The prevailing opinion was that Aunt Dot, well, kind of sucked, but that was part of part of her charm, that level of orneriness. You admired her consistency, after a fashion. Plus, she made for great stories, and everyone—though never in front of her, of course—did an Aunt Dot impersonation at cookouts that invariably prompted someone to say, “Poor old Dot,” even as they laughed and the members of the gossip gang each took a big, long sip of their drinks, a kind of toast that had never actually been official.

Dot’s recounting of her bathroom battles with her blocked passageways had a Homeric quality to them, and her saving deus ex machina could involve anything from forceps to her fingers—I shudder anew as I recall the triumphant tone in her voice, for she always prevailed, eventually—to apricot brandy to some lines from Paul to the Galatians. She viewed her bowels as a battle front. The battle front might not have made for polite conversation, but it was where the news of the day came from, and you couldn’t stint on the news of the day. Was just the way of the adult world, but it was also never too early to indoctrinate children in the realities of the front—no more so than telling them that hell was real, and hell hurt, which was a line Dot perpetually had at the ready.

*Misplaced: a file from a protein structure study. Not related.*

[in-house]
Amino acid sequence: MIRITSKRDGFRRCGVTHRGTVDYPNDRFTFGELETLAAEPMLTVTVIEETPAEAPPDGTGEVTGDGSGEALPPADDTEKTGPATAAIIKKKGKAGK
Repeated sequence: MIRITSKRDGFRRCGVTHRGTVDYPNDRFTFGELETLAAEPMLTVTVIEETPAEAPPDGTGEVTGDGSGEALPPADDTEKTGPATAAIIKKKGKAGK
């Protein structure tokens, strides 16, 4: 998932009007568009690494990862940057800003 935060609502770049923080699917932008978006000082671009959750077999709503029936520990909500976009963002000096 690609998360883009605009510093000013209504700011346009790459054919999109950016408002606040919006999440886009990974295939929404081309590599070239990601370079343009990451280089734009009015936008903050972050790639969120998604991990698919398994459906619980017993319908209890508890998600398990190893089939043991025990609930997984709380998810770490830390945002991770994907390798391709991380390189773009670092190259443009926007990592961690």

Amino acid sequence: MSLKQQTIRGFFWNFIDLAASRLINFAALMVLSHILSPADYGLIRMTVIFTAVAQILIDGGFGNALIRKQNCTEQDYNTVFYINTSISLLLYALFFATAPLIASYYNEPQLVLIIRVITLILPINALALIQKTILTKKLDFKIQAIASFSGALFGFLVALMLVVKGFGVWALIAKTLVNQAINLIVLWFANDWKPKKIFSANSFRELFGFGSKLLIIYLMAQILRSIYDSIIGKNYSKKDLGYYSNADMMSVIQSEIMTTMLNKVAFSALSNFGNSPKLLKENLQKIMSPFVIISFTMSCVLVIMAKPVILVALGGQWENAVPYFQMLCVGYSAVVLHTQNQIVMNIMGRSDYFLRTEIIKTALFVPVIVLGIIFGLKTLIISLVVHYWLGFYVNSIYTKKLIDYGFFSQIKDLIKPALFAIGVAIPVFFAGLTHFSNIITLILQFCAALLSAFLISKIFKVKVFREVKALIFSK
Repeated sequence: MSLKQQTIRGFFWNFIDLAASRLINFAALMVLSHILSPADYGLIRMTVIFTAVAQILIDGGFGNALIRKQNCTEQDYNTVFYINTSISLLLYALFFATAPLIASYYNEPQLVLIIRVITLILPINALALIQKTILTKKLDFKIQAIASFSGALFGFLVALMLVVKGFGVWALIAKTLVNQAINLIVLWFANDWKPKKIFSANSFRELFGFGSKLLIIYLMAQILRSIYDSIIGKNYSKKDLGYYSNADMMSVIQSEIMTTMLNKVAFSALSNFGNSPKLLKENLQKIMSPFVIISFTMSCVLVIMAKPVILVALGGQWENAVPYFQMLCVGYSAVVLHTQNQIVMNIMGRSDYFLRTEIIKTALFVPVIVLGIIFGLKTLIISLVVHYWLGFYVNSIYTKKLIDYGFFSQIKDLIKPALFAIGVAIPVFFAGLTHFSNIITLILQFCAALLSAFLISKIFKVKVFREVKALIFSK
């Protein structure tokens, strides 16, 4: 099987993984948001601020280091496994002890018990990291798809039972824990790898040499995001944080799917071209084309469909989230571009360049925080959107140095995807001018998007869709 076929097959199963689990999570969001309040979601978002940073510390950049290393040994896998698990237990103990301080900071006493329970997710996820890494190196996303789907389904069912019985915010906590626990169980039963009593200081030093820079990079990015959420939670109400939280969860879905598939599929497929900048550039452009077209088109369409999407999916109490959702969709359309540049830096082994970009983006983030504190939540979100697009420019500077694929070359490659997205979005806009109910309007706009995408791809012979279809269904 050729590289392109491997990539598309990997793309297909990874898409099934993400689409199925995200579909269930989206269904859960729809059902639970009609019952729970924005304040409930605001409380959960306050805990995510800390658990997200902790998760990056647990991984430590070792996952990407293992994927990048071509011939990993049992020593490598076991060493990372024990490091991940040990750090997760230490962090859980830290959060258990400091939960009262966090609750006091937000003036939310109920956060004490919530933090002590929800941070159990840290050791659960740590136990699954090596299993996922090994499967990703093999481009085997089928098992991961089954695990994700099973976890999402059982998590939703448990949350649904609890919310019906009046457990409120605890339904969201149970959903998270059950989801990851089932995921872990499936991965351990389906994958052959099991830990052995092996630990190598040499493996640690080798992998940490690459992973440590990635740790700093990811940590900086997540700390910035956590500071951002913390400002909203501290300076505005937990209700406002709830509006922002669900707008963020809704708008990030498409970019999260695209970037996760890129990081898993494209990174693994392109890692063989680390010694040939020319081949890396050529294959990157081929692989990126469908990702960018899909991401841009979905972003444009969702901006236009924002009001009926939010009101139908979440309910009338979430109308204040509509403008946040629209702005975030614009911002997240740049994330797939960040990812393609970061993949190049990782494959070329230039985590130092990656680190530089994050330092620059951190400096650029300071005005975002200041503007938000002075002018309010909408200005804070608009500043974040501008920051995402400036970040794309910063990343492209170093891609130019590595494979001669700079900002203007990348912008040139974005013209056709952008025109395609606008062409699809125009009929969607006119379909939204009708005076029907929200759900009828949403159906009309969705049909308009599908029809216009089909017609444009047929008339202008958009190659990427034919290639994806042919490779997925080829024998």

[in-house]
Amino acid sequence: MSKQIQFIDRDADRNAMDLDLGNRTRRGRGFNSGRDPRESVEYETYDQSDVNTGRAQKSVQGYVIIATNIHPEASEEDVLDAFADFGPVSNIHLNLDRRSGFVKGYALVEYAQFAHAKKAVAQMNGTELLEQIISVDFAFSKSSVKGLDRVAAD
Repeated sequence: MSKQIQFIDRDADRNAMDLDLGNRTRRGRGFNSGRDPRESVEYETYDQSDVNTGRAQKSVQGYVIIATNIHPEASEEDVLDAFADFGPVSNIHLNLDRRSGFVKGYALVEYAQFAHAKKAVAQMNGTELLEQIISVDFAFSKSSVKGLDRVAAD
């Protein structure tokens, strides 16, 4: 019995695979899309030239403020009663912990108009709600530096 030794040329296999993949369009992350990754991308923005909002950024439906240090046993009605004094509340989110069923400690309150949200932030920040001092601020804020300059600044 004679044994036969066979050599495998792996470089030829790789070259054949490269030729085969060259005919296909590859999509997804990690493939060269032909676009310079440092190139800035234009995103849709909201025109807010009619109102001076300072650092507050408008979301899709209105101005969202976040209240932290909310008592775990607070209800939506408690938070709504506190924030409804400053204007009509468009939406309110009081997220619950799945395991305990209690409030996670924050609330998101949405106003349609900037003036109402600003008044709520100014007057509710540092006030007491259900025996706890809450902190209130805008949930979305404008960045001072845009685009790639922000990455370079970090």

You could be seven, as I was, and that would not preclude her from divesting herself of her recent multi-hour torments of ornery constipation, and how she had come through, fatigued, but lighter, less blocked, more, presumably, flowing. People who met her would say that she was a trip, if they were trying to be positive, while others would wear that ashen rictus of shock that is the facial expression version of, “Are you kidding me?”

Dot, as I suggested, was very anti-hell. She loved a good brimstone lecture, though, about what hell would be like if you landed there. These were joyless talks. Grammie, meanwhile, was full of vim, explodingly alive. She loved her grandkids and spoiling them. She loved mischief, forking you a ten dollar bill she couldn’t really afford behind your mother’s back after this was exclusively forbidden. She even had the eye twinkle thing going, such that she possessed some Santa Claus swagger, grandmother-style.